Human development is a perpetual process that commences with our conception and proceeds until the point where we breathe our last breath. While we remain more stagnant during certain times of our lives, there are others that are loaded with rapid change. One of these periods is adolescence, in which teenagers develop psychosocially, cognitively, and morally. They must undergo these dramatic changes that set a frame for the rest of their lives.
From a psychosocial perspective, Erik Erikson illustrated diverse stages of life as sundry circumstances of contention. The conflict for adolescence is identity versus role confusion. He believed this was the duration when humans must decipher our identity and have a strong feeling of self. We explore through different gregarious relationships and may endeavor different roles. To be successful in this stage of development, however, we must find our personal identity. Psychology.about.com.
This journey for a firm identity along with the cognitive and moral maturation adolescents experience all play an integral part in how young teenagers decipher who they are going to be and what their notions are. They are maturing in their coherent considering, their identity, and their moral credence’s. These variable are largely present or developing amid experiences students will have as they “come of age.” It may be their advent of age experience that authentically solidifies their moral development, or that helps them nail down precisely who
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Erikson theorizes that in such a period, adolescents have certain tasks, one of which is identifying who they are. An individual successfully completes the task by staying true to his or her self, whereas when a person fails that stage, it leads to role confusion; consequently creating a weak sense of self. (Block 2011). The stage also entails a variety of personal challenges and limitations faced as well as a series of needs to be met, including: attention, guidance, independence, stability, and acceptance, among other needs. Meeting an adolescent’s needs is fundamental to their healthy development and personal growth. Nevertheless, adolescence remains as puzzling of a period in time for both the teens experiencing it, as well as for the individuals surrounding them, watching them as they navigate through the trials that adolescence brings them.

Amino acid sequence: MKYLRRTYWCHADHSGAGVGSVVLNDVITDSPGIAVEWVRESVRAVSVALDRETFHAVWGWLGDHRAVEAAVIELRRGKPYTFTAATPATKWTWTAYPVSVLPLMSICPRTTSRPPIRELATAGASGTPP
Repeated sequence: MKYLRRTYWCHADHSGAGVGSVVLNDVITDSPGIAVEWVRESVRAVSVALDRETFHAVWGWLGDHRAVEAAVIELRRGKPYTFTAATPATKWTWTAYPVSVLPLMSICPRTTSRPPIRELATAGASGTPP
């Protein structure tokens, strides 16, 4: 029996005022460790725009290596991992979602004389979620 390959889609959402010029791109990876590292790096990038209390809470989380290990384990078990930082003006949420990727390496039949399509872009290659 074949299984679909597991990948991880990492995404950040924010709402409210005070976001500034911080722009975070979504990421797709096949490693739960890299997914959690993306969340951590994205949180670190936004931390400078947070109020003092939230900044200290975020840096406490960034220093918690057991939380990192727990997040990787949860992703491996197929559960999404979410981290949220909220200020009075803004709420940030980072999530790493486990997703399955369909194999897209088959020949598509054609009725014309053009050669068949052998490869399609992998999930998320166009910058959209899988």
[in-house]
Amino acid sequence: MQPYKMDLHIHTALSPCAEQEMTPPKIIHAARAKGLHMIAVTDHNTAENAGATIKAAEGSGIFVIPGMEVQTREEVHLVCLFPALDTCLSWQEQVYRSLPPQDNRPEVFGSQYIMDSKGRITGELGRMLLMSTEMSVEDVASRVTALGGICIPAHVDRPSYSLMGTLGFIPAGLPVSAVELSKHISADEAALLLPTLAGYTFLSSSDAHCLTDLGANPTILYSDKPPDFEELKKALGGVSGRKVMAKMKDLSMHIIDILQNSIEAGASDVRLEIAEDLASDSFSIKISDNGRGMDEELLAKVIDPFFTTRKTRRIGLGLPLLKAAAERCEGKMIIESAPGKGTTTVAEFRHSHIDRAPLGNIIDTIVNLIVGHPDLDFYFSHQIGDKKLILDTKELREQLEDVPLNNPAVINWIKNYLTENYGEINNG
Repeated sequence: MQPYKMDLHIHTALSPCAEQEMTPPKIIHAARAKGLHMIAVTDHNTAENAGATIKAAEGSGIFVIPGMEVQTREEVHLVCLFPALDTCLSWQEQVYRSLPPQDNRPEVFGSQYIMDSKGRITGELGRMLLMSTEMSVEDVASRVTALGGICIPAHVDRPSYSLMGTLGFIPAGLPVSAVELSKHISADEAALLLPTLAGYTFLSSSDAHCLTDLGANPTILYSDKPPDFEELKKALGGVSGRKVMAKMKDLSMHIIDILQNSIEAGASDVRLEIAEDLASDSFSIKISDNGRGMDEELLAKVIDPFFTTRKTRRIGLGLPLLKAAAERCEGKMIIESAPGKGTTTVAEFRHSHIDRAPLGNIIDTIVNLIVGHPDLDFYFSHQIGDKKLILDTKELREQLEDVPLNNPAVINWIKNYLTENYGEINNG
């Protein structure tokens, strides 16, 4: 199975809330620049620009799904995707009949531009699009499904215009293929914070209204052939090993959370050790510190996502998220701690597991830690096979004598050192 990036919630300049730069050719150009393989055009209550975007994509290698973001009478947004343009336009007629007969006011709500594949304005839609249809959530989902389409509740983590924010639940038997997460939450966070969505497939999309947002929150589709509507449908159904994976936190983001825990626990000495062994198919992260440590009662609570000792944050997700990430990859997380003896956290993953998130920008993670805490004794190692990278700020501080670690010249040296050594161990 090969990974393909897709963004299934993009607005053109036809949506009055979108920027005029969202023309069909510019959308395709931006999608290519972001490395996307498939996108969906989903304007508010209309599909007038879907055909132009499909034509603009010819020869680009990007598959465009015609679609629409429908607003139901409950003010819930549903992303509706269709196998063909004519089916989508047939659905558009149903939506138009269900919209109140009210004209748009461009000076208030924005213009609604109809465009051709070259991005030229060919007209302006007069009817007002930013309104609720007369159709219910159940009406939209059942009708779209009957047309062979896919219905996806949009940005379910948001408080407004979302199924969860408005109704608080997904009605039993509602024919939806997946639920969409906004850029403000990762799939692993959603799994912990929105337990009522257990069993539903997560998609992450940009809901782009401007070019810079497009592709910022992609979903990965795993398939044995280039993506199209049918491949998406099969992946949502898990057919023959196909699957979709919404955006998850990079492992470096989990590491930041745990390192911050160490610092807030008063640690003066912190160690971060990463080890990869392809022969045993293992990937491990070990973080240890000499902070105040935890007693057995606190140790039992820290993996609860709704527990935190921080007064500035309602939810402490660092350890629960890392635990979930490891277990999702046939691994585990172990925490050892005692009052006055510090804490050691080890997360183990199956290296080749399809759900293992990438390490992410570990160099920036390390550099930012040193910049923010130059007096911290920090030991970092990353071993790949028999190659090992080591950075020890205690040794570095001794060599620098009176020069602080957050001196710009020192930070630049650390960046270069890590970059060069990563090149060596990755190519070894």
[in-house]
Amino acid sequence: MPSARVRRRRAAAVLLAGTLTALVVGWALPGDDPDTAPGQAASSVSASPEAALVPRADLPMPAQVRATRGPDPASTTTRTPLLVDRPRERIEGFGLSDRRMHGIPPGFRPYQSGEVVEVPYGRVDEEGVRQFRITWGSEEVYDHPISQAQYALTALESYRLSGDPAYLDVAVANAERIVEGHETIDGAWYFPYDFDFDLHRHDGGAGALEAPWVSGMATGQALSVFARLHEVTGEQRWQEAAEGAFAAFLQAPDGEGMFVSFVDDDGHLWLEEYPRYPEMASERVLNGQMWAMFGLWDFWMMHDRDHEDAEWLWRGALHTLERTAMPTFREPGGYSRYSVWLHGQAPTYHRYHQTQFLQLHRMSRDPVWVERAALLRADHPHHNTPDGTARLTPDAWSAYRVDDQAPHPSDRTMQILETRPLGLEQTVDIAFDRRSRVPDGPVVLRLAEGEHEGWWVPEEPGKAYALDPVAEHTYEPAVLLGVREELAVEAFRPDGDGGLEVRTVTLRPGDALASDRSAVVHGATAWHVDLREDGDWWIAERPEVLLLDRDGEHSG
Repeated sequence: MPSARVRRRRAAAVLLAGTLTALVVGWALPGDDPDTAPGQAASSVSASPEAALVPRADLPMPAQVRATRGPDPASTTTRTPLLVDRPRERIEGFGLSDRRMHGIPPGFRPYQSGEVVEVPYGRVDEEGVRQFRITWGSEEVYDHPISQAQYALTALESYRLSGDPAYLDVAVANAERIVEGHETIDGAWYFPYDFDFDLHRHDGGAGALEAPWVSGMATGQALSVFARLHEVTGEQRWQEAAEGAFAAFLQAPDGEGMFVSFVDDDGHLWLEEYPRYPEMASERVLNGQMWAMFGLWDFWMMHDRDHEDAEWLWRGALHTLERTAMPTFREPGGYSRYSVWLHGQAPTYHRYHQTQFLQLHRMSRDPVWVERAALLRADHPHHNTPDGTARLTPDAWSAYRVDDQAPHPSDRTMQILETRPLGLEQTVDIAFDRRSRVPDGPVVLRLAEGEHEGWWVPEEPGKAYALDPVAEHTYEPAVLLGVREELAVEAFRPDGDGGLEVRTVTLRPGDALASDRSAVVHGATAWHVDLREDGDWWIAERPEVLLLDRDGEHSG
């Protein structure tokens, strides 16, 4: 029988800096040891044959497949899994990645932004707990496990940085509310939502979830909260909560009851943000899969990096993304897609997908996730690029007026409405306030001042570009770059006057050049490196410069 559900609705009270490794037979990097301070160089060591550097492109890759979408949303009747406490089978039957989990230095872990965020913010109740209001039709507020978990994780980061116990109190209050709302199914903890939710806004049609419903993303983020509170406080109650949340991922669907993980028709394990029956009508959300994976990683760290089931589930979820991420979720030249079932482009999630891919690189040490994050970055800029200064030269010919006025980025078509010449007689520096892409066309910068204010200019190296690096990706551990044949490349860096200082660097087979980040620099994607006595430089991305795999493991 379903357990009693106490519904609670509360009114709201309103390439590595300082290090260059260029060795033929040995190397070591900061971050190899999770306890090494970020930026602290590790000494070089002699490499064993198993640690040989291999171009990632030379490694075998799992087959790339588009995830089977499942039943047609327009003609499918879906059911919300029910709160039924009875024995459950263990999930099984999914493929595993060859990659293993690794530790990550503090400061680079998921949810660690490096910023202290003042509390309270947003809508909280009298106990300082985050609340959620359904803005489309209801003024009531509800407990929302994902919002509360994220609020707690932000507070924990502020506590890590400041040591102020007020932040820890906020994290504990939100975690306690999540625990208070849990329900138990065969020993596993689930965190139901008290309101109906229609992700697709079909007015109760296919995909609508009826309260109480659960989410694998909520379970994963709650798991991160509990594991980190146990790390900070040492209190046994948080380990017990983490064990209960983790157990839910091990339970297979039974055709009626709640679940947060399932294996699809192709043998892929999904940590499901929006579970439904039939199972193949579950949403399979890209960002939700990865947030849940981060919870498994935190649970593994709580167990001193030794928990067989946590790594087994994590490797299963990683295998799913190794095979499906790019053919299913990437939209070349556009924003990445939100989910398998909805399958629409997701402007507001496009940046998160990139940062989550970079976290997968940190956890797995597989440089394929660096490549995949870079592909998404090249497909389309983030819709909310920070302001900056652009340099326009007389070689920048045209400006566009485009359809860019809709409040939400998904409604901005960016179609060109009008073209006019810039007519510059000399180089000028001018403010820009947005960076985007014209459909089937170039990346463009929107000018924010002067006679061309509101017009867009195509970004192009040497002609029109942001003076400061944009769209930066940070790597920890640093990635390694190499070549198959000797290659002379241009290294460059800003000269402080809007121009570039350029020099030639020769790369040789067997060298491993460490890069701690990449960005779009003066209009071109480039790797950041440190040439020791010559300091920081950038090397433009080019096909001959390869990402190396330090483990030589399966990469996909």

Adolescence is moving from childhood to adult. This adolescent year brings many changes, not only physically but also mentally, emotionally and socially (Feldman, 2006). My adolescence was a period in which I gained maturity due to the biological changes associated with puberty. I became independent from my family and developed more perspective since then. I started thinking more about my future goals. I was also trying to understand more of who I was as an adult. In Piaget’s cognitive developmental theory young people start to think abstractly and hypothetically in the formal operation stage (Berk, 2007). Therefore, this major cognitive development may have contributed to the exploration or search for my individual identity.
It outlines the struggle an individual faces in finding stability between developing a sense of forming a unique identity while still being accepted and “fitting in” with society. Erikson believed that when teenagers adequately navigated their way through this crisis, they would transpire into having a clear understanding of their individual identity and easily share this new ‘self’ with others. However, if an individual is unable to navigate their way through this crisis period, they may be uncertain of who they are which can result in a lack of understanding, leading to disconnection from society and the people around them. If youth become stuck at this stage they will be unable to become emotionally mature adults, according to Erikson’s theory. This period of an individual’s life allows them to investigate possibilities which will lead them to discovering their own identity based upon the result of their explorations.